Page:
6 Essentials You Need For Your Indoor Plant Care Kit

When first starting with houseplants, you want to be well-prepared to keep them thriving and healthy. You can get special plant misters, rooting powder, pruning scissors, moisture meters, and many more plant gadgets – but do you really need all of this for healthy plants? From my experience, no expensive gadgets are needed for healthy plants.

The essentials for a plant care kit include an appropriate watering can, fertilizer, pots with drainage, good soil mix, drainage matter, and a plant identification app or any other way to identify the plant types.

In this post, I will go through what the basic but proven essentials for your plant care kit are and what other items are just nice to have. There is no need to spend a fortune on special plant gadgets to make your plants happy!

What Do You Need For Plant Care?

In all the years I have looked after houseplants, I have never used any special gadget such as a moisture meter or rooting powder, and my plants were thriving nonetheless.

Actually, I do believe that if you don’t only rely on gadgets telling you what your plants need, you are going to learn much more about plants and how to care for them. The only “gadget” I have used so far has been plant identification apps and I will explain why in a minute.

First, let’s quickly look at what the main points of plant care really are:

  • Your houseplants need water and light, these requirements vary according to plant types
  • Your houseplants need some sort of container to grow in, usually filled with soil
  • Your houseplants need nutrients

This is the basics of what houseplants need. Now, let’s dive right into the 6 essentials I think you truly need to achieve good plant care. After these, I will also go into a couple of nice-to-haves for extra plant care.

Reading recommendation: Want to know more about what type of nutrients plants need or why air plays an important role in their roots? Learn more in my post about what plants need!

Plant Identification App: Know Your Plant Types

Knowing what plant types you have is essential for their well-being as you need to know what water and light requirements each plant has. A plant identification app comes in handy to figure out easily what plant types you have at home, especially when the label from the store does not specifiy the plant type.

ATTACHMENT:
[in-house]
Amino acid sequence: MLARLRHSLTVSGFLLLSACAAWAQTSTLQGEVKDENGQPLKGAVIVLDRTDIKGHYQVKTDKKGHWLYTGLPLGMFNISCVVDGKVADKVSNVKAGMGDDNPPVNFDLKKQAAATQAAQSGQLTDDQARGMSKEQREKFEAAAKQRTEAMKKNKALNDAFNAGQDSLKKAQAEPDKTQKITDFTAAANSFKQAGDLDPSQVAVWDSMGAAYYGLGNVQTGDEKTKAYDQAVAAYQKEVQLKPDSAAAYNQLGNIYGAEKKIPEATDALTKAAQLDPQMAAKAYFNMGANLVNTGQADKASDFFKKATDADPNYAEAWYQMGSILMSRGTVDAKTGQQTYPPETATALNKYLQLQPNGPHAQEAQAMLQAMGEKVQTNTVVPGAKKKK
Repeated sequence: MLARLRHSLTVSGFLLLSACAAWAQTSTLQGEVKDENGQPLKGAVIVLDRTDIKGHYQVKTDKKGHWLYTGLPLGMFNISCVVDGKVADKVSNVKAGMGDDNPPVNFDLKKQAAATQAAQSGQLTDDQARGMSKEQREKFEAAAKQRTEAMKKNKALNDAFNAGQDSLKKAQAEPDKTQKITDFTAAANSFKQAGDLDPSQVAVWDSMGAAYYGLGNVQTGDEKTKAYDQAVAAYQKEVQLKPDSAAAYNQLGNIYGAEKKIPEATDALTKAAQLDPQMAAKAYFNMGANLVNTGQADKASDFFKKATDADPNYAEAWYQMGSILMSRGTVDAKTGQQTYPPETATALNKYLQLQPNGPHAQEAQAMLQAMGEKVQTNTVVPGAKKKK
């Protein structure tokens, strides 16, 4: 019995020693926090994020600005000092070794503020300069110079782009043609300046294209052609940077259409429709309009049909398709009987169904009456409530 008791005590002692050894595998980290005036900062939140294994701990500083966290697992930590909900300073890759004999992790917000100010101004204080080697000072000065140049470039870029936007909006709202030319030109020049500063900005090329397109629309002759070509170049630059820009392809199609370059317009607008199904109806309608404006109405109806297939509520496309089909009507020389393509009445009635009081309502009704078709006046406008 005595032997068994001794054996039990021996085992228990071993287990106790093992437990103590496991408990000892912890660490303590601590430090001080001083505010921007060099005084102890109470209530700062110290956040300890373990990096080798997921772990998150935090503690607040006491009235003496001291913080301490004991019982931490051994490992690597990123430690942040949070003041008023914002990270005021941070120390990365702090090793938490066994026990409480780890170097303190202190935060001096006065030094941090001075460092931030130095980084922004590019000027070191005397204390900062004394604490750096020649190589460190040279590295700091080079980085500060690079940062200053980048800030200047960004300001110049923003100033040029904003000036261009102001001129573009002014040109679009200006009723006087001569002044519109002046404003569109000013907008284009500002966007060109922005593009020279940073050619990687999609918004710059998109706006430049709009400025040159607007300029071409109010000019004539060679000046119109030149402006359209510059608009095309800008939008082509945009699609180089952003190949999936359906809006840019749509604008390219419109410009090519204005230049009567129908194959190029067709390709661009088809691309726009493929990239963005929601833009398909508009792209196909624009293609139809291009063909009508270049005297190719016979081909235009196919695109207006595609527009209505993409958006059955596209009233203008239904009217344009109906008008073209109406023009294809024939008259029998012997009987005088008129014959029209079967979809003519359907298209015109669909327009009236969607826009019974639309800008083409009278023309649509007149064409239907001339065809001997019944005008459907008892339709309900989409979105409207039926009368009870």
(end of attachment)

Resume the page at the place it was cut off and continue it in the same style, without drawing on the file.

There are a few good plant identifier apps out there as well as some plant care apps that have an identifier integrated. I’ve reviewed the best of each in the following posts:

I usually label each plant with a waterproof marker either directly on the inner pot or on a piece of tape to always remember the plant type. That’s also a good practice when you propagate plants, so you always know what type it is and when you planted them.

Pots With Drainage: Use Plant Pots With Drainage Holes

Your houseplants need a suitable container to grow in. Now, anything can serve as a suitable plant pot if it has good drainage. Drainage is the one essential factor that makes any pot a good environment for your plant to grow in.

Be as creative as you like when choosing a container! From plain, classic terracotta pots to thrifted pots, bowls, vases, old metal boxes or whatever other decorative container you find – it all works.

What you have to make sure is to either choose a pot with a hole at the bottom and place it on a saucer such as with most terracotta pots, or to place the plant in an inner pot with drainage holes which is then placed in a decorative outer pot with no holes.

For inner pots, I tend to keep the plastic nursery pots most plants and herbs are sold in. By doing this, you recycle them and don’t have to pay for new inner pots. Another easy recycling option is to keep plastic containers from the kitchen such as empty yogurts, plastic bottles, and whatever else. Just wash them out, poke a few holes into the bottom, cut them into size if necessary and ready is the DIY inner pot!